• frustration at not being able to communicate something that is causing distress and to get it to stop, or struggling to get needs met
  • reacting to something going on in the environment, eg too much noise
  • pain in the mouth or teeth.

Suggested strategies:

  • rule out any medical or dental reasons for the biting
  • improve communication: “(Child’s name), no biting”
  • use PECS and visual supports – use a ‘no biting’ symbol and a picture symbol showing what to do instead of biting
  • increase structured activities
  • reduce noise levels or other sensory stimuli that your child could find upsetting
  • provide alternative things to bite, eg chewy tubes (see our ‘Biting’ information sheet)
  • look at anger/emotions management and create opportunities for your child to relax
  • redirect them to a more appropriate activity
  • reward appropriate behaviour, eg “(Child’s name), that’s good sharing with your sister”, and give a reward as soon as you see appropriate behaviour, to encourage it to continue.


Possible reasons:

  • not understanding which items are edible and inedible
  • seeking out sensory input – the texture or the taste of the item
  • relieving anxiety or stress
  • seeking attention
  • getting out of doing something.

Suggested strategies:

  • replace the inappropriate item with an appropriate alternative of a similar texture, eg a crunchy carrot stick if your child chews on things like stones or sticks
  • provide other forms of stimulation for the mouth, eg chewy tubes, popcorn, chewing gum, etc
  • set up a sorting activity for your child to sort edible and inedible items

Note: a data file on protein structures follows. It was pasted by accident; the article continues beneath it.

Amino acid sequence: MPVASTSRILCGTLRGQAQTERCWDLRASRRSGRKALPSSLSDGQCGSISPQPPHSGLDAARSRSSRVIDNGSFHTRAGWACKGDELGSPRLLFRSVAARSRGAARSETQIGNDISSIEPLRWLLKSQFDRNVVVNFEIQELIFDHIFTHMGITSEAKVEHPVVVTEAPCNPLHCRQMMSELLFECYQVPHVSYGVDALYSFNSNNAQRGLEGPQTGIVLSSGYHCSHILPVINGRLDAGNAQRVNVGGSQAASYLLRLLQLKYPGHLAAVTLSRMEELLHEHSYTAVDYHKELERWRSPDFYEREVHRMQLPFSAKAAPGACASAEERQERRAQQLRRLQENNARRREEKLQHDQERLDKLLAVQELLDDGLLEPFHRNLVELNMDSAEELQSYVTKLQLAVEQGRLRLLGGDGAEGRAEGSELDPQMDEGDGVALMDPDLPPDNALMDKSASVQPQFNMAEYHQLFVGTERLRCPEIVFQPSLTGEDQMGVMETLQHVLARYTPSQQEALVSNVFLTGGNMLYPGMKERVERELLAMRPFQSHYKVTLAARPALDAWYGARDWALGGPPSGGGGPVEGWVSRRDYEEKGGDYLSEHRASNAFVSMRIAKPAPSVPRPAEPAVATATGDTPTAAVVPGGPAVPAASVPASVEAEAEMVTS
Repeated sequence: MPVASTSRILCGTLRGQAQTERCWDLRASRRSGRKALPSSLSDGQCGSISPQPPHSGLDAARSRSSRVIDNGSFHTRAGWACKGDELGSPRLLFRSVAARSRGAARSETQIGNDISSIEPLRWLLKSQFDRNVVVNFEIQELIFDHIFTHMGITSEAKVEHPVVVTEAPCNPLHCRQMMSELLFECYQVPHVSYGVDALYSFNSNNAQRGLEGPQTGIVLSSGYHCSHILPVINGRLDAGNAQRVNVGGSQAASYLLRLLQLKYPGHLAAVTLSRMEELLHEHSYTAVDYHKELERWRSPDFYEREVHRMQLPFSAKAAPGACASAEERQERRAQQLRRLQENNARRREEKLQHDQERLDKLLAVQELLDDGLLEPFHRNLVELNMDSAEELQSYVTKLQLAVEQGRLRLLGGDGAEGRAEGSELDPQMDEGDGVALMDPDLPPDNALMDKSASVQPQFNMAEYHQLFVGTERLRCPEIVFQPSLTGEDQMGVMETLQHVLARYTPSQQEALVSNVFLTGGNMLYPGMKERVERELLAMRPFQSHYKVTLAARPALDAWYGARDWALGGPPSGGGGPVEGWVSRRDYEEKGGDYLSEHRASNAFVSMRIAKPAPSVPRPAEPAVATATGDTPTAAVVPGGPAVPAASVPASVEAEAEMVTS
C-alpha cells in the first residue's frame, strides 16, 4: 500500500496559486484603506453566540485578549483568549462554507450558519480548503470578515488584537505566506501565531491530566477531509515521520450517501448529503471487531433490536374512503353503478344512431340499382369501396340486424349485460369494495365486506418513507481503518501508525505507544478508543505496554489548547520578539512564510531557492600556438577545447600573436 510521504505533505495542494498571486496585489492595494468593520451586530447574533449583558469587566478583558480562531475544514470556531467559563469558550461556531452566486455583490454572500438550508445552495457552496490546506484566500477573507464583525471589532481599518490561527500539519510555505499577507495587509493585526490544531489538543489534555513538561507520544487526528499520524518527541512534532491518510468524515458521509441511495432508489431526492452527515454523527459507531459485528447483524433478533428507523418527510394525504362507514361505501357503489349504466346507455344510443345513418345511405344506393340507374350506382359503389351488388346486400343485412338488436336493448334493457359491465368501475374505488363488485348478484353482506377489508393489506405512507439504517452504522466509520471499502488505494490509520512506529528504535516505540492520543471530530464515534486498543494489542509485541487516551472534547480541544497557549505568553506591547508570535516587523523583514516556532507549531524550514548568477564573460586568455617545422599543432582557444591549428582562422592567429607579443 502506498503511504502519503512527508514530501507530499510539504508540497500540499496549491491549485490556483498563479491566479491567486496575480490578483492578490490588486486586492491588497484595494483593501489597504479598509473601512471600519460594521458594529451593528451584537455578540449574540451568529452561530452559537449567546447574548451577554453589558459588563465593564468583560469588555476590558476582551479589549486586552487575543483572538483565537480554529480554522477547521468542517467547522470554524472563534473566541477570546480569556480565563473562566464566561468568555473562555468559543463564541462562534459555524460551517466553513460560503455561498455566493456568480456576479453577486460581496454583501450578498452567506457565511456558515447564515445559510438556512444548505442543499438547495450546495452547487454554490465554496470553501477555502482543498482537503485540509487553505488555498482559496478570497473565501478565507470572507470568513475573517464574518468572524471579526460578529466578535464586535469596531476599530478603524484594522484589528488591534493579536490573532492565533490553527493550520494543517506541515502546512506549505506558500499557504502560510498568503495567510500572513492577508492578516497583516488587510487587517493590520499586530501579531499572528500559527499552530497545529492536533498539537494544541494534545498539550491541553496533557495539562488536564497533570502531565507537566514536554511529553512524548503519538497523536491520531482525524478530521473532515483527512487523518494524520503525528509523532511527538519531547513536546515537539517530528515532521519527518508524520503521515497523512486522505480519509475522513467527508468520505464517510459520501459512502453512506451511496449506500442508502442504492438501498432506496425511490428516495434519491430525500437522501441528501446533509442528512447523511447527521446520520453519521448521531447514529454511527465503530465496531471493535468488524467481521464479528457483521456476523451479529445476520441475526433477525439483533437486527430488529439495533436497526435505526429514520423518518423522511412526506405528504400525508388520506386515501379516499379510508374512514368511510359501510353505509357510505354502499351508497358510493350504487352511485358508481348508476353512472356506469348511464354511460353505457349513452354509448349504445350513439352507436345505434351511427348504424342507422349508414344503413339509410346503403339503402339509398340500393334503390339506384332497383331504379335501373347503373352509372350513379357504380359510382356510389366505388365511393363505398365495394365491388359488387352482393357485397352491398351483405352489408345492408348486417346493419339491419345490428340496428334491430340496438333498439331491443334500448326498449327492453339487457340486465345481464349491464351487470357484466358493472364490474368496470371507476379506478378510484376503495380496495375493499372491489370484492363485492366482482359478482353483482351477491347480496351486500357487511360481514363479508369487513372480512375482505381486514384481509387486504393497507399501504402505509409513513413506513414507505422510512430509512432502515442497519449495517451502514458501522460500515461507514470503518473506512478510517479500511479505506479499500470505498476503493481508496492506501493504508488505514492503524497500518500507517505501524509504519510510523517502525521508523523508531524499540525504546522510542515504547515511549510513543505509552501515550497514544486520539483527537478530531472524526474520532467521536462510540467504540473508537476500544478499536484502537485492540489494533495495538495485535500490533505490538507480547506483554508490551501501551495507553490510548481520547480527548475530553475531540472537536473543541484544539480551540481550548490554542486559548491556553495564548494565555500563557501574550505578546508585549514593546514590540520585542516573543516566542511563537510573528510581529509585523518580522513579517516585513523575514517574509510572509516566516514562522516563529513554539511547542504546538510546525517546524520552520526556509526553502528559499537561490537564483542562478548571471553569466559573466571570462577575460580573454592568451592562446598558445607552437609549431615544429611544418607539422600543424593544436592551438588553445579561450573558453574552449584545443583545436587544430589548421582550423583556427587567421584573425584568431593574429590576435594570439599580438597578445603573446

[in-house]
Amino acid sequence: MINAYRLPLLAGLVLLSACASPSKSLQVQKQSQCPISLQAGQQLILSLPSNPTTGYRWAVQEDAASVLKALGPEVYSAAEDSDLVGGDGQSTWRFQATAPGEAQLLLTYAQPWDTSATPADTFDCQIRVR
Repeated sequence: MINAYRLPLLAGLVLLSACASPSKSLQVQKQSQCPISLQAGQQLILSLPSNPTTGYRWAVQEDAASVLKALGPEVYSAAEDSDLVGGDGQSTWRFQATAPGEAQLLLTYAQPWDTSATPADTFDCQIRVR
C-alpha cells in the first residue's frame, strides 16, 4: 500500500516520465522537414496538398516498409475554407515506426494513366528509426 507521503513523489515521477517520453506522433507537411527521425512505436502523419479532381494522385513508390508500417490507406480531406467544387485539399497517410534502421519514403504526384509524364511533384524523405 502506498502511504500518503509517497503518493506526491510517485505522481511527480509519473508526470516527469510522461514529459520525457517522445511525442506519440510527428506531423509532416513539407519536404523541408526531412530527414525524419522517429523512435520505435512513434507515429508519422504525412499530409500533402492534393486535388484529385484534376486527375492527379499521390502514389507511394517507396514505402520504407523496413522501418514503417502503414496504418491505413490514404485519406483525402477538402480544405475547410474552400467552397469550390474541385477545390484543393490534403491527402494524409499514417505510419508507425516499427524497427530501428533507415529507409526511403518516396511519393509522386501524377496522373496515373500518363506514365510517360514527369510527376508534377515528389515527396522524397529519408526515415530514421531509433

• take your child to the GP to rule out any medical problems or pain in the mouth 
  • consider any vitamin or mineral deficiencies
  • reward your child for putting edible items in their mouth
  • use PECS to encourage your child to put appropriate items in their mouth and reward them
  • increase the amount of structured activities your child does and distract and divert their attention.

These are just a few examples of behaviours that can be challenging. You can find more examples in our list of frequently asked questions about behaviour.


Although these kinds of behaviours can be extremely challenging, it is really important to try and keep as calm as possible so that your child is unable to ‘feed’ off your reaction. It is also important to be consistent in your approach and for the other adults around to use the same consistent approach, so that your child does not get mixed messages and can be really clear about what is expected.


By reducing language, your child is less likely to feel overloaded by information and more likely to be able to process what you say. Children with an ASD are often strong visual learners and can have difficulties with short-term memory. It can be very effective to back up what you are saying to your child with visual supports, which consolidate what you say and to help your child really understand the information.


Using rewards and motivators can help to persuade your child finish a task that they do not want to do, or to encourage a particular behaviour. Even if the behaviour or task is very short, eg one minute, if it is followed by lots of praise and a reward, the child learns what behaviour is acceptable. But if the undesirable behaviour is met with a lack of attention and redirection, it is likely to stop.


It can be helpful to build in opportunities for children (and parents!) to relax each day. You can do this by, for example, looking at bubble lamps, smelling essential oils, listening to music, massages, swinging on a swing or whatever you can find that seems to help your child relax. Challenging behaviour can often be diffused by an activity that releases energy or pent-up anger or anxiety. This might be punching a punch bag, bouncing on a trampoline or running around the garden, which you can make into a chase game.